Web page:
You'll see the patch at the bottom of the post. For now, let me walk you through my construction. Remember my crafty education team motto? "I make the mistakes so you don't have to!"
Here all the parts laid out. The dimensions when finished are 4" x 1 1/2" x 6 1/2" (10.16cm x 3.81cm x 16.51cm).
The first thing I did was to outline the body on my chosen paper. I like to score corners rather than cut separate panels, but you can do that, too. If you do one big piece like mine, leave extra on the side flaps to account for the corners. See how there's more on the left edge (and barely more on the right)? That's what I mean AND what you see here was barely enough. While it's flat, outline the base arches, moving the left and right panels out a little first ( accounting for that scored corner). Set this aside and do the same for the doors and front panel.
I picked out door knobs and poked a hole in the first door. To match the second door, I laid the first onto the second and marked where the hole needed to be. These doors are marked "front" and "back" in pencil, and -- even though you can't really see there are two doors here, they are stacked front-to-back-to-back-to-front. It doesn't matter as much at this stage, but if paper or paint had already applied, I can guarantee I would have something upside down. ::shrug::
I now have all my outer papers cut. Notice I've penciled in the base arches but not cut. I glued the top and bottom then the sides, and let it sit for a while.
Score the paper where you think the corners are. This sounds scary, but you can score a little to the left or right of the original score lines if needed. I had to adjust both and it didn't make a difference in the finished appearance.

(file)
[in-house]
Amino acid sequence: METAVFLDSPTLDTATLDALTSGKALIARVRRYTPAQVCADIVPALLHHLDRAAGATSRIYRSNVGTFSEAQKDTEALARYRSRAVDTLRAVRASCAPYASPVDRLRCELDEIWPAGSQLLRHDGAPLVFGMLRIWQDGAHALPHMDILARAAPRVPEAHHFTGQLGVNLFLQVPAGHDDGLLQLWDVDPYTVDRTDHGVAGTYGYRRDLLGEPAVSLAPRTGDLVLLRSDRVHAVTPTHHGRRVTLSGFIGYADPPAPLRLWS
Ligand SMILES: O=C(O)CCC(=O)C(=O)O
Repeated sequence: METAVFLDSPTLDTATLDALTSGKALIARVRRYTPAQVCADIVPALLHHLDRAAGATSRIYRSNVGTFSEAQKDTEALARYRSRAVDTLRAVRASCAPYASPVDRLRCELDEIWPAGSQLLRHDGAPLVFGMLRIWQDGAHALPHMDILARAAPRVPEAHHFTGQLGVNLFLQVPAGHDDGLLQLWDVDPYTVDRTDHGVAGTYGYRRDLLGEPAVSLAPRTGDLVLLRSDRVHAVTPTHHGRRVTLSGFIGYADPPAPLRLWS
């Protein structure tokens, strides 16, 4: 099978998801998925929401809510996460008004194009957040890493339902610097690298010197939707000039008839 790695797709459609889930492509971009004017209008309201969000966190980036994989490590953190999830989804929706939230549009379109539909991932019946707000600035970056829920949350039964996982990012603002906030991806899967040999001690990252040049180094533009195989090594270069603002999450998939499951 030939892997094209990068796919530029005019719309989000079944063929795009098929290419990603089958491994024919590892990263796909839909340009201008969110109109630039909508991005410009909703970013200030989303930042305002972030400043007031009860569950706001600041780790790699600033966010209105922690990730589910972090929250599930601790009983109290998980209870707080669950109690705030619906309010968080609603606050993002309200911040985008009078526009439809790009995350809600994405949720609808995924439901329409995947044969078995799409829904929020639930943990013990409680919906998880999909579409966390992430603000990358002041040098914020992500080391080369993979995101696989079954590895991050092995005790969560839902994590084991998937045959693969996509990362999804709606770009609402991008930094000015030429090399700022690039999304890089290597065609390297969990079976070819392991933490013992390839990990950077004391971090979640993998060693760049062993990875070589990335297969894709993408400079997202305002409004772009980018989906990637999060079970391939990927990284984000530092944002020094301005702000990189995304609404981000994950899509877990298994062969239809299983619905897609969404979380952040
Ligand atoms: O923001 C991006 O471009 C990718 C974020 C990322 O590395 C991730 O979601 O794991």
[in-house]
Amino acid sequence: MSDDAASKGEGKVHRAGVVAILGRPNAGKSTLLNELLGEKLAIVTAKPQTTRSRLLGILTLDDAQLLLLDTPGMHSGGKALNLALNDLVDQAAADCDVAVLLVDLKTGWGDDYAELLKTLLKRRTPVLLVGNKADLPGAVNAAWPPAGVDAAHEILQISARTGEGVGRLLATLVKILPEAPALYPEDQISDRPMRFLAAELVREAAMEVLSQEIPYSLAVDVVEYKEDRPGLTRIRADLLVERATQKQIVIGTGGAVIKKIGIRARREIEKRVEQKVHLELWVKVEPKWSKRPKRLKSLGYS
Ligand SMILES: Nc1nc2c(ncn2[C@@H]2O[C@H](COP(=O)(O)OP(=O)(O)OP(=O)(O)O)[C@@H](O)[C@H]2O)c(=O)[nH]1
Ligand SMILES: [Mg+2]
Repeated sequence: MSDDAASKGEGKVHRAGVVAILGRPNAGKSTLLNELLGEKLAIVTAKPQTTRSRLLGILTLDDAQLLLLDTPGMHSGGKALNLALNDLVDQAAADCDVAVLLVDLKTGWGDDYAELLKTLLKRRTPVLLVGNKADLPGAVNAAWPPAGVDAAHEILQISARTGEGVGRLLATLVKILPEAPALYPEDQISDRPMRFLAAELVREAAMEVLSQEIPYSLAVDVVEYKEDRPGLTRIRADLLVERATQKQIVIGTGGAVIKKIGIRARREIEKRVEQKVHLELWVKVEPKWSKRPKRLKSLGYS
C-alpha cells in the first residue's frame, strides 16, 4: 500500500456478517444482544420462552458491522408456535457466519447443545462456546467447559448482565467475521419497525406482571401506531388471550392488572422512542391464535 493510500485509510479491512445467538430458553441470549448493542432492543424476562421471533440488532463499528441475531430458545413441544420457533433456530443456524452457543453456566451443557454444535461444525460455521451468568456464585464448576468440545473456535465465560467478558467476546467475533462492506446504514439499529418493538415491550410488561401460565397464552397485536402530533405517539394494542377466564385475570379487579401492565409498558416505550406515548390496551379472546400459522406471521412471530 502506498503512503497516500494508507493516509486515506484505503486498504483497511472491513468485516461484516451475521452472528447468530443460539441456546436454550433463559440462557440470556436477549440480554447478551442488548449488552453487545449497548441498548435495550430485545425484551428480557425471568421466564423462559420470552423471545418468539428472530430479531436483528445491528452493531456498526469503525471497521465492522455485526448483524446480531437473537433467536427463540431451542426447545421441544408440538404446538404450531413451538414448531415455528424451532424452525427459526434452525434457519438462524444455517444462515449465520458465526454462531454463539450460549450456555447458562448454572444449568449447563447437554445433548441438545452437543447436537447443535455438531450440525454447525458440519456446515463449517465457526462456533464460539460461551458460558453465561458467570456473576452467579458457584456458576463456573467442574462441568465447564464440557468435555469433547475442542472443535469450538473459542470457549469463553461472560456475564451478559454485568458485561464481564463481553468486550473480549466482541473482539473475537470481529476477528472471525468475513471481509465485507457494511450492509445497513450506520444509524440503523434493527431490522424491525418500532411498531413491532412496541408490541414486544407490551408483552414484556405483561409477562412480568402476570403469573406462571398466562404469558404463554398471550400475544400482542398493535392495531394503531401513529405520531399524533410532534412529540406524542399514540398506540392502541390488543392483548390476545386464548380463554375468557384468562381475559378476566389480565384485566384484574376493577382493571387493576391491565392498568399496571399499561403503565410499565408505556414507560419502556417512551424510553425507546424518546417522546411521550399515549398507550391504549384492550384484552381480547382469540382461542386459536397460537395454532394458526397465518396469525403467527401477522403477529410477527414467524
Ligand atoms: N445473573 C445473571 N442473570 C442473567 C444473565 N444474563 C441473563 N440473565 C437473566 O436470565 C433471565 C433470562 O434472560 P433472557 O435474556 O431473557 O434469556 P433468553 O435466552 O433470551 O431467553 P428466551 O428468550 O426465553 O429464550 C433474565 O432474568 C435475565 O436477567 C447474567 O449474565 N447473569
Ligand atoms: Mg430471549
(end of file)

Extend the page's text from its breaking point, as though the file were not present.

Once the cabinet is dry enough to handle, double check the paper width before cutting out the base. This is where I needed to adjust my score lines. Cut out the center arch first, then check your pencil lines on the side arches and adjust as needed. Once your arches are cut out, go ahead and glue the paper to the cabinet, starting with one side and wrapping around, making sure to flatten the paper as you go. I like to use Mod Podge for these kinds of steps since it briefly allows me to nudge the paper a little if needed.
At this point leave the doors and front alone.
I applied black gesso to the inside, base, and top. Later I painted the top outside and bottom outside with a mottled brown-black-red combo to mimic the door paper.
I used linen hinge tape to attach the doors to the frame. I put as much as possible on the narrow frame and marked the spot.
Next I separated the tape from the backing and stuck it to the door; I reattached the backing to the little flap as I worked on the red door panel.
I don't have photos, but here's what I did: sanded the left edge of the paper at an angle to account for the hinging. This was easier to do before attaching to the door because I didn't want to sand the linen tape. I did the same for the right door, then attached the paper to the door panel. I sanded the rest of the edges a bit and then inked all around.
Here is what it looked like at this stage. Notice the doors fall in a bit - at the end I made door stops from the little dashes left from the laser cutting. (I keep all of these "just in case"). In the future I'll add the door stops before the front panel is attached so they can be better aligned.
I let it dry overnight with the doors open. The next day I sanded all the edges (and reinked as needed), then decorated.
Thanks for your visit today. Please vote in your local elections as well as the big ones!
Gypsy Soul Laser Cuts Used
Arch Top Cabinet with Doors #D11B
Other Supplies Used
Tim Holtz Seasonal paper
Brown Dresden trim
TH metal door knobs
1970s fabric patch
Lineco Linen Hinge Tape